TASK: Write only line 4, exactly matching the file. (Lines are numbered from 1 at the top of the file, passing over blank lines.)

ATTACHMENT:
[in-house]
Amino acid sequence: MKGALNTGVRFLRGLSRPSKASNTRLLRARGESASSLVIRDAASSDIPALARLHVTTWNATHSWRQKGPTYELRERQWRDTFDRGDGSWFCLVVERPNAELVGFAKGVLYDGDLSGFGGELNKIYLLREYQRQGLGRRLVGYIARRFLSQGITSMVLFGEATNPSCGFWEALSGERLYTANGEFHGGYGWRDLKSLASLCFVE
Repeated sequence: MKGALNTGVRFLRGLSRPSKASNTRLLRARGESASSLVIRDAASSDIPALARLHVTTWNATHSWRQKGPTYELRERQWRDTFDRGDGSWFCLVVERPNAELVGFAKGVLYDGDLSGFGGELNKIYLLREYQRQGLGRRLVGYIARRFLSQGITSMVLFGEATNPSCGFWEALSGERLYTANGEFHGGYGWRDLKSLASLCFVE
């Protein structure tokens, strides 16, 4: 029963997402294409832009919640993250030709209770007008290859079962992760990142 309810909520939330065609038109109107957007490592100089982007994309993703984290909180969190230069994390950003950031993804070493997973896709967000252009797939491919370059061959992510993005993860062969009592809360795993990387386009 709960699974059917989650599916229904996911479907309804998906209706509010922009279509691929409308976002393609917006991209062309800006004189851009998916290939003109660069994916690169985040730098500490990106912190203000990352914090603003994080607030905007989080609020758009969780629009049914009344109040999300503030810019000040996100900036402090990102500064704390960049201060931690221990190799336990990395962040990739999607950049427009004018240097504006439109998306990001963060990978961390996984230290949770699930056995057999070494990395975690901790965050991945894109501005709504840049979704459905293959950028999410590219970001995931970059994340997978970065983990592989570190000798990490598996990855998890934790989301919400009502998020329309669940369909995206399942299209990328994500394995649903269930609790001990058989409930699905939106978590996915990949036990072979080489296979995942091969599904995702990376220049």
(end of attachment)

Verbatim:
């Protein structure tokens, strides 16, 4: 029963997402294409832009919640993250030709209770007008290859079962992760990142 309810909520939330065609038109109107957007490592100089982007994309993703984290909180969190230069994390950003950031993804070493997973896709967000252009797939491919370059061959992510993005993860062969009592809360795993990387386009 709960699974059917989650599916229904996911479907309804998906209706509010922009279509691929409308976002393609917006991209062309800006004189851009998916290939003109660069994916690169985040730098500490990106912190203000990352914090603003994080607030905007989080609020758009969780629009049914009344109040999300503030810019000040996100900036402090990102500064704390960049201060931690221990190799336990990395962040990739999607950049427009004018240097504006439109998306990001963060990978961390996984230290949770699930056995057999070494990395975690901790965050991945894109501005709504840049979704459905293959950028999410590219970001995931970059994340997978970065983990592989570190000798990490598996990855998890934790989301919400009502998020329309669940369909995206399942299209990328994500394995649903269930609790001990058989409930699905939106978590996915990949036990072979080489296979995942091969599904995702990376220049």